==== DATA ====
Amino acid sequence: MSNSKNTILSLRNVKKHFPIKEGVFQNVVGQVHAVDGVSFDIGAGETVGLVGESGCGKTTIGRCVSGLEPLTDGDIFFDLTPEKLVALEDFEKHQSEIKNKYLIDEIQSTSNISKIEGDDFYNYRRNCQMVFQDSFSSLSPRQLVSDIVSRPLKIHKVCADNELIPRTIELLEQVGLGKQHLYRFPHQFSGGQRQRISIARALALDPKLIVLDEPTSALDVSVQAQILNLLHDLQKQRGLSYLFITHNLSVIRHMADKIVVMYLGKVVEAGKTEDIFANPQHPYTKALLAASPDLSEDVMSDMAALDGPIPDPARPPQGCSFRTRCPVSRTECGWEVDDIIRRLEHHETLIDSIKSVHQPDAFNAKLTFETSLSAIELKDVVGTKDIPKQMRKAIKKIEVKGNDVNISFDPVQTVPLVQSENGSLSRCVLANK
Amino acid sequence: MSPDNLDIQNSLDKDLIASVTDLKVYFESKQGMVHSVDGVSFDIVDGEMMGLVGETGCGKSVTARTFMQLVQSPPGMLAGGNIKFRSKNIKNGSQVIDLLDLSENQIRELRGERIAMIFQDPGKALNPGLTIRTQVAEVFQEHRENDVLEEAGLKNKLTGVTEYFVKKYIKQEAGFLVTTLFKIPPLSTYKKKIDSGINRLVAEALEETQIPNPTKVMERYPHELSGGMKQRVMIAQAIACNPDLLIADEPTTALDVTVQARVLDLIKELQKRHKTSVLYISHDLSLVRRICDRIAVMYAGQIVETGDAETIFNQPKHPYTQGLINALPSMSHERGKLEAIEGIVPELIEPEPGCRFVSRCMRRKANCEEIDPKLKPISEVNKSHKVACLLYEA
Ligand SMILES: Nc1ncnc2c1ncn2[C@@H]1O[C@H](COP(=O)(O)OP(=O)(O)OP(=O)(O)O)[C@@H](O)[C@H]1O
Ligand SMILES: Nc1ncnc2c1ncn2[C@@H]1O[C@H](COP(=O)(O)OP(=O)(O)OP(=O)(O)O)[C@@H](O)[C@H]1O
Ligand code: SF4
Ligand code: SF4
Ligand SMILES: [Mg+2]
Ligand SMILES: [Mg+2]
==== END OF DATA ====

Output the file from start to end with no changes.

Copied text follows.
Amino acid sequence: MSNSKNTILSLRNVKKHFPIKEGVFQNVVGQVHAVDGVSFDIGAGETVGLVGESGCGKTTIGRCVSGLEPLTDGDIFFDLTPEKLVALEDFEKHQSEIKNKYLIDEIQSTSNISKIEGDDFYNYRRNCQMVFQDSFSSLSPRQLVSDIVSRPLKIHKVCADNELIPRTIELLEQVGLGKQHLYRFPHQFSGGQRQRISIARALALDPKLIVLDEPTSALDVSVQAQILNLLHDLQKQRGLSYLFITHNLSVIRHMADKIVVMYLGKVVEAGKTEDIFANPQHPYTKALLAASPDLSEDVMSDMAALDGPIPDPARPPQGCSFRTRCPVSRTECGWEVDDIIRRLEHHETLIDSIKSVHQPDAFNAKLTFETSLSAIELKDVVGTKDIPKQMRKAIKKIEVKGNDVNISFDPVQTVPLVQSENGSLSRCVLANK
Amino acid sequence: MSPDNLDIQNSLDKDLIASVTDLKVYFESKQGMVHSVDGVSFDIVDGEMMGLVGETGCGKSVTARTFMQLVQSPPGMLAGGNIKFRSKNIKNGSQVIDLLDLSENQIRELRGERIAMIFQDPGKALNPGLTIRTQVAEVFQEHRENDVLEEAGLKNKLTGVTEYFVKKYIKQEAGFLVTTLFKIPPLSTYKKKIDSGINRLVAEALEETQIPNPTKVMERYPHELSGGMKQRVMIAQAIACNPDLLIADEPTTALDVTVQARVLDLIKELQKRHKTSVLYISHDLSLVRRICDRIAVMYAGQIVETGDAETIFNQPKHPYTQGLINALPSMSHERGKLEAIEGIVPELIEPEPGCRFVSRCMRRKANCEEIDPKLKPISEVNKSHKVACLLYEA
Ligand SMILES: Nc1ncnc2c1ncn2[C@@H]1O[C@H](COP(=O)(O)OP(=O)(O)OP(=O)(O)O)[C@@H](O)[C@H]1O
Ligand SMILES: Nc1ncnc2c1ncn2[C@@H]1O[C@H](COP(=O)(O)OP(=O)(O)OP(=O)(O)O)[C@@H](O)[C@H]1O
Ligand code: SF4
Ligand code: SF4
Ligand SMILES: [Mg+2]
Ligand SMILES: [Mg+2]